Not too long ago, I had a T&E sample arrive here at the Gunmart Blog Test Kitchen. What showed up in the box was one of the newest offerings from Crimson Trace. Capitalizing on the huge success of their recently introduced Lightguard, Crimson Trace is now expanding their product line to include a Lightguard designed to fit several other firearm models, including the 1911.
I actually had the chance to reviewed a Crimson Trace Lightguard back when they initially launched the product for the ubiquitous Glock. I was incredibly pleased with the product then and have been no less so with this new incarnation of the 1911 Lightguard.
As I noted back in my earlier write up, its absolutely astounding how far things have come with regards to weapon mounted lights and lasers. It wasn’t too long ago that the mere idea of mounting lights and lasers to a firearm was an almost inconceivable notion… Once people did start mounting weapons with lights and lasers it was almost comical. Duct taping a Maglite to your rifle was pretty much the best option you had available. Nowadays, the possibilities are pretty much endless.
What Crimson Trace has done with this new line of Lightguard products is to introduce something to the marketplace that I believe will be a real game changer. I strongly believe that the Crimson Trace Lightguard is going to do for handgun mounted lights what their innovative approach to lasers has done for handgun mounted lasers over the years.
The 1911 Lightguard is a darn near perfect light for close quarters work. It runs on one CR2 lithium battery and will put out 100 Lumens of light with a total run time of two hours. The 100 Lumens of light that it provides is more than enough to light up any area that would be considered realistic handgun distance. The beam of light that it puts out is a really nice mix of a strong focused beam in the center and a bright and well dispersed spill around the sides. Its does a great job of lighting up my entire suburban backyard, while at the same time provides enough focused light to stun a bad guy at short distances.
The activation button on this new model is something that is a bit of a deviation from the standard Crimson Trace style that we have seen in the past. The difference with this particular model lies in the fact that the placement of the activation button is more on a horizontal plane than a vertical one. This is done of course to allow you to couple this light with a set of their 1911 Lasergrips so that you can have the best of both worlds for your home defense or carry pistol. I was honestly a little hesitant the first time that I saw the placement of the button. I was a bit concerned as to how it would function compared to their traditional placement. To me it just looked like it was going to be awkward, but honestly its absolutely perfect. It might even perhaps be a better design than their standard activation button of the past. Thats of course all going to come down to personal preference and opinion, but I really like this design a lot.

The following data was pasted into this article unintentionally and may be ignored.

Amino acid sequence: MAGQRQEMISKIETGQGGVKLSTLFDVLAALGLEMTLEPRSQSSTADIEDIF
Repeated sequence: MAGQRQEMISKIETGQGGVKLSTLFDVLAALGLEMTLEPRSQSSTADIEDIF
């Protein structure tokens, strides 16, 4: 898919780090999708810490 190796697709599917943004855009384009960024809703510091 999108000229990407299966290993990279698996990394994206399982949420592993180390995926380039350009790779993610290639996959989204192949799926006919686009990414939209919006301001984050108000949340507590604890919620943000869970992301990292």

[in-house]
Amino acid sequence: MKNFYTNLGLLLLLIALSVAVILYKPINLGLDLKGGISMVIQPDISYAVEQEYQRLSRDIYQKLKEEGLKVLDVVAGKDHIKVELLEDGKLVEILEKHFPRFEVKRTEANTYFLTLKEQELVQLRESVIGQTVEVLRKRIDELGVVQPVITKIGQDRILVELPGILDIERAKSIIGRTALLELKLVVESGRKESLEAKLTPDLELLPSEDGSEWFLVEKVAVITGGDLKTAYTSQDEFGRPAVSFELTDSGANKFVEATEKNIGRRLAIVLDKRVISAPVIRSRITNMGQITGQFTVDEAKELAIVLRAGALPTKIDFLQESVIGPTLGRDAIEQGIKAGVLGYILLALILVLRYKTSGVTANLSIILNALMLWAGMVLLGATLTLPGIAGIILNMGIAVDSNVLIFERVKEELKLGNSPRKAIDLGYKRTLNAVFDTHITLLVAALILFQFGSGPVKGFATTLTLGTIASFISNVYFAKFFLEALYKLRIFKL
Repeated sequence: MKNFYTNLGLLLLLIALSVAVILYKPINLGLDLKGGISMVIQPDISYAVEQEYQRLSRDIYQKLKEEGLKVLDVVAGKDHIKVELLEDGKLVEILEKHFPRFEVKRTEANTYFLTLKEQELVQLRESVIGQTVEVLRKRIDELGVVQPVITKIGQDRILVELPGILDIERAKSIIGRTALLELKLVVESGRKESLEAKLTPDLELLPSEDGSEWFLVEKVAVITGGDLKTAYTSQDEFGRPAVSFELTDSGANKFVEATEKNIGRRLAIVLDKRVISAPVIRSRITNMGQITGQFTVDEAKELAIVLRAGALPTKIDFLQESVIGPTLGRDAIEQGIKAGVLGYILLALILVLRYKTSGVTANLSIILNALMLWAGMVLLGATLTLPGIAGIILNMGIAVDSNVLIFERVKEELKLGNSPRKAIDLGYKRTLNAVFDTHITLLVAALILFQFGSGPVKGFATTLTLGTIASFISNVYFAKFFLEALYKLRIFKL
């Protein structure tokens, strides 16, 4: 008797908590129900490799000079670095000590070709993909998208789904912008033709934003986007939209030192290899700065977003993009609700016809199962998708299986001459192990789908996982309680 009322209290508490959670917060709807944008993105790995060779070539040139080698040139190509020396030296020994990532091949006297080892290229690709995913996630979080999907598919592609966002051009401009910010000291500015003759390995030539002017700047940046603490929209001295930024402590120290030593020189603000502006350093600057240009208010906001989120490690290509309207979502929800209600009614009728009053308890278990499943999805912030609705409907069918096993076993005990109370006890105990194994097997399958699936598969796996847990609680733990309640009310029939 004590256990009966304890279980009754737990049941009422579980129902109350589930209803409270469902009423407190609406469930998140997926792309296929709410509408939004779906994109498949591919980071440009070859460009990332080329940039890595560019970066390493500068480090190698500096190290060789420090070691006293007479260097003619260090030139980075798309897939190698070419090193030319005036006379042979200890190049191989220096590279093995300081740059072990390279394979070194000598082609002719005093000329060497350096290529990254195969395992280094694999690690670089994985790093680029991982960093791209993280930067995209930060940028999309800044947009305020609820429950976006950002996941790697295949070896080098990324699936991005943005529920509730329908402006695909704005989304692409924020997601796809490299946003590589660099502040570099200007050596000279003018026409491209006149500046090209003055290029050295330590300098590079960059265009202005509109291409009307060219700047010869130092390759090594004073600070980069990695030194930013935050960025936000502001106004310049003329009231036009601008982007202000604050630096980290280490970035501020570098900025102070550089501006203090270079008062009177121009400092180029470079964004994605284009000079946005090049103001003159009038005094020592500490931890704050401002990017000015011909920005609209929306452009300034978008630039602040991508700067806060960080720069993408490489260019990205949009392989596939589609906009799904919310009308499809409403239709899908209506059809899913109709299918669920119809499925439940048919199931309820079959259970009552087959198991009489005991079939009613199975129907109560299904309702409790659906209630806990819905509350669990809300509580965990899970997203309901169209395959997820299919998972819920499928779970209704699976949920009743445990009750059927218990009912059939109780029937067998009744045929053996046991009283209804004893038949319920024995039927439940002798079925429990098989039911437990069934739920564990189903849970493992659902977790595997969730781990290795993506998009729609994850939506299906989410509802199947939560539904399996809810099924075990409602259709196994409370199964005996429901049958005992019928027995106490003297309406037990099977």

Once again, when the rubber hits the road (or the fit hits the shan) the greatness of the Lightguard’s design is really all about its simplicity of operation. Its still a very simple and intuitive design. Just grasp the gun firmly and the light will activate. There are no switches to toggle, no dials to turn, no modes of operation to cycle through, nothing complicated at all. Just grip the gun firmly and you are gonna have a 100 Lumen light pointed right at your target. There’s not really any learning curve to it at all.
The other amazing aspect of this new design is its size. Its remarkable small and light weight. Weighing in at an inconsequential 1.2 oz on my postal scale (with the battery!), this thing doesn’t even feel like it is even on the gun. Overall length of the entire unit is approximately 3 1/4 inches, it is 1 1/2 inches in height and just about 3/4 of an inch in width. Thats absolutely amazing to me… and when you couple all of this with the fact that it contains a flashlight that puts out 100 Lumens of light, it really begins to boggle the mind.